GDPR compliance countdown: the final checklist



Having caused IT teams – and indeed businesses – turmoil throughout the past number of months, the dreaded General Data Protection Regulation (GDPR) enforcement deadline is now just days away from implementation. 

As most are well aware of by now, failure to comply with the impending regulations could land a company with significant fines of up to 20 million euros, or four per cent of its worldwide turnover, depending on which is higher, leaving many IT staff sweating over their final minute preparations and the remaining obstacles.

Current state of compliance

So what is the current state of compliance in the UK? Some of the most recent findings suggest that nearly half of businesses expect to be subject to fines for not being prepared. 

Whether the reality of the GDPR is quite this severe is questionable, however. Whilst the deadline does mean that companies will start to be fined for non-compliance, the GDPR should be no means be seen as an endpoint. Even after the deadlines, organisations will need to keep constantly updating their systems to comply with the regulation.   

With that in mind, here is a final checklist on what to be aware of ahead of the deadline, outlining the most crucial aspects to look out for, and last-minute solutions to become GDPR compliant. 

Last-minute check-up

Conduct end-to-end data inventories 

First off, a company-wide data audit is necessary to identify every location where sensitive personal data is either located, processed, stored, or transmitted. 

In doing so, IT teams should be able to identify and classify personal information more effectively. Once this is achieved, appropriate management of access privileges should be applied, and unnecessary data should be deleted to ensure compliance with the regulation. Fundamentally, this should include all data systems under the control of the business, such as emails, databases, applications, SharePoint and other collaboration systems.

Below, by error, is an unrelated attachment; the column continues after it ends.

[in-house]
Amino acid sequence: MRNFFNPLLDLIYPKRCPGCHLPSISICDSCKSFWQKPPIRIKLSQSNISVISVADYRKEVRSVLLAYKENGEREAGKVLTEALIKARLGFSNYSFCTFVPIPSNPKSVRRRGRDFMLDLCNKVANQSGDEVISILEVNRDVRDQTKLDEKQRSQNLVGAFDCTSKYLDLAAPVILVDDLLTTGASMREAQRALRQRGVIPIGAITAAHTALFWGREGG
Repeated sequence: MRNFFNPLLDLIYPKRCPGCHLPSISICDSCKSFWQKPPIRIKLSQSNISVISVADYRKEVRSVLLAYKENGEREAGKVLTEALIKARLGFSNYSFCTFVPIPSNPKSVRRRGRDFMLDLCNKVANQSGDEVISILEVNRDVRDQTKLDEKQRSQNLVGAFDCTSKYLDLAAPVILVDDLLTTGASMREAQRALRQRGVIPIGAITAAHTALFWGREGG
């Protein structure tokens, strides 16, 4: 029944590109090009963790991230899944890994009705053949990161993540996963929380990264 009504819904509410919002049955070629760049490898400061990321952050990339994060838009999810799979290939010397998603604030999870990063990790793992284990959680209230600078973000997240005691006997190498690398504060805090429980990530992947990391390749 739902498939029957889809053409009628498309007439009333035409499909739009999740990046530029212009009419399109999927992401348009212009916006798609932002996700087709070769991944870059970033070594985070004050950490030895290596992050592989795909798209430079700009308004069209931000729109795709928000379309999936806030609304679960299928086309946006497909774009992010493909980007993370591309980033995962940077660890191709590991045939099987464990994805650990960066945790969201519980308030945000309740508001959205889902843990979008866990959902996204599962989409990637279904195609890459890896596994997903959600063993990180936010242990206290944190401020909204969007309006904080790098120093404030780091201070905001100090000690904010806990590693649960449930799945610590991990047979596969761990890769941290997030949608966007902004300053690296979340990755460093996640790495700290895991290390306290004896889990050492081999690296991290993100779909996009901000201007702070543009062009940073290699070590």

Data sharing and processing 

A crucial component for the GDPR – the way data is shared and stored within organisations – will be one of the areas under the most scrutiny. Appraising current systems in place which hold personal data of employees and customers is a must, both pre- and post-deadline. 

Most data systems will have been created before the existence of GDPR, so data privacy and protection may be viewed as add-ons rather than integral features. Post-regulation, this will no longer stand as an excuse. Organisations must look at the way data is stored from public-facing websites, customer relationship management systems, direct marketing systems, the corporate intranet and other directory solutions that provide authentication to various data sources. 

Ensuring staff training 

Staff awareness will be a vital component for compliance when the regulation applies in a few weeks. If not already implemented, training on data protection, the requirements of the regulation, and the rights and freedoms of data subjects should be offered to employees. A simple but thorough do’s and don’ts should suffice for this, as well as tasks to ensure data protection for all subjects. 

Even if an IT team implements all the necessary systems in the world ahead of GDPR, all it takes is one employee, unaware of the requirements, to cost your business big.

Last-minute solutions

Archiving and backup